Tuesday, June 19, 2007

The Married Woman's Tzeni'us Dilemma

I had the good fortune this past Shabbos of hearing a rabbi give his pre-summer tzeni'us sermon. Basically, he lectured the men of his synagogue about how important it is that women should dress and act modestly. He urged the men to tell their wives not to wear tight-fitting clothing and strongly told the men not to become too friendly with women other than their wives. He went so far as to recommend that men refer to other women formally as Mrs. Cohen and the like rather than by their first names.

Let me be absolutely clear that I have no problem whatsoever with this aspect of his speech. I think he is absolutely correct and both men and women would be wise to follow his advice. Granted, I've never spent much time in a bungalow colony and can't pretend to understand the dynamics of what goes on there. But he seems worried and I give him credit for trying to encourage greater observance of high standards of modesty.

I've always wondered what in the world these women are thinking when they buy their clothes. Presumably they look into a mirror. Do they have even the slightest doubt that it is unacceptable to dress like that?

But then I was thinking about a woman's perspective to all this, as difficult as that is for me. It is true that there are halakhos about this subject and a woman is obligated to follow them. But what happens if a married woman is the only one in the neighborhood to follow them? What will her husband think? Presumably, he is a God-fearing man who only wants to do what is right and is happy that his wife thinks similarly. But if all of the other women in their community are dressed fashionably and, day in and day out, he sees women in the street looking their best and then comes home to a woman dressed like a comparative shlump, there is no way that it does not make an impact on him. What woman wants her husband to be noticing other men's wives? She wants her husband's eyes to be on her.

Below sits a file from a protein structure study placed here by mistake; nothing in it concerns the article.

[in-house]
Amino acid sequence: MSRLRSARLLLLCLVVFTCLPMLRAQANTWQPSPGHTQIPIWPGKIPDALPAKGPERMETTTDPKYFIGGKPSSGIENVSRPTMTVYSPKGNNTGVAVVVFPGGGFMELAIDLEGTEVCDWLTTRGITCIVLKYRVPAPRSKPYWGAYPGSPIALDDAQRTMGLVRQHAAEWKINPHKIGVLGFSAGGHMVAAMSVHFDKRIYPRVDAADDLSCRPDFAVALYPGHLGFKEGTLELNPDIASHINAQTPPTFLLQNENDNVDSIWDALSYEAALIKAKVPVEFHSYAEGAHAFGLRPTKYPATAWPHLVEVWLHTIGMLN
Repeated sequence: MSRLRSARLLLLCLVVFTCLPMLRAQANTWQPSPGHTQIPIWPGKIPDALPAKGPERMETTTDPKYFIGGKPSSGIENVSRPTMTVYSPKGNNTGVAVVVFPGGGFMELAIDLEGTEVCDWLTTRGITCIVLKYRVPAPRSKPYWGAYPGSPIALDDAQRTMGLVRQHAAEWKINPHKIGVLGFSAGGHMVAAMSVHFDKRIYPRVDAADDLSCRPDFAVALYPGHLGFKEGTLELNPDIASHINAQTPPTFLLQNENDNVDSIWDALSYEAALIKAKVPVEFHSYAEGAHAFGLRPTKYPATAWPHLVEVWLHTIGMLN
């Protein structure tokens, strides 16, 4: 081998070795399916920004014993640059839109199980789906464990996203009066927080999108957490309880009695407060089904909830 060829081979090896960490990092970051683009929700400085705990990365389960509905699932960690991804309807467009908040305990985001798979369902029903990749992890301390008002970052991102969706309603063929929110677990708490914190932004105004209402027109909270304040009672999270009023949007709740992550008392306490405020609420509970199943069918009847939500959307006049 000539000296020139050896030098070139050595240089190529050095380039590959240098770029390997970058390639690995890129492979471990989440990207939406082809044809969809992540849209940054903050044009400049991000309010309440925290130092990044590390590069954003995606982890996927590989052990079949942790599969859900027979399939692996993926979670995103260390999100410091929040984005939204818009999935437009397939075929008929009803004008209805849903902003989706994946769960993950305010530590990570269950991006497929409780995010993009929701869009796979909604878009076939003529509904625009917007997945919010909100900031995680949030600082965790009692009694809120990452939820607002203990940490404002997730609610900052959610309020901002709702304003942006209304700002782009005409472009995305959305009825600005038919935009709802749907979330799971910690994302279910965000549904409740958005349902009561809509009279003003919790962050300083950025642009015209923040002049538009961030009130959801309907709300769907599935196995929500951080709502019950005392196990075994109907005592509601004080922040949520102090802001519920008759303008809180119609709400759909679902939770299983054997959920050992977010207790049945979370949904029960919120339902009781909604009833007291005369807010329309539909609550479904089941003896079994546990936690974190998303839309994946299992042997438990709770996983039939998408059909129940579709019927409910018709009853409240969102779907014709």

Unless she's one of these super-women who can compete with other women with her natural beauty and/or charm, and assuming she isn't deluding herself into thinking she has those traits when she doesn't (as I often suspect of people who give such inspirational speeches), she does not have many options. She can dress immodestly inside the house and change whenever she goes outside. But that seems like something impossible for any woman juggling young children and other chores. Otherwise, she's stuck in a dilemma.

I don't have an answer to this problem. All I can suggest is that the rest of us judge women who wear tight clothing a little more favorably. Perhaps they are not self-centered. Maybe they are just worried about their shalom bayis.

(Note that while the above should be absolutely clear, let me reiterate that I do not encourage women to dress immodestly. I encourage full observance with the spirit and laws of the Torah.)

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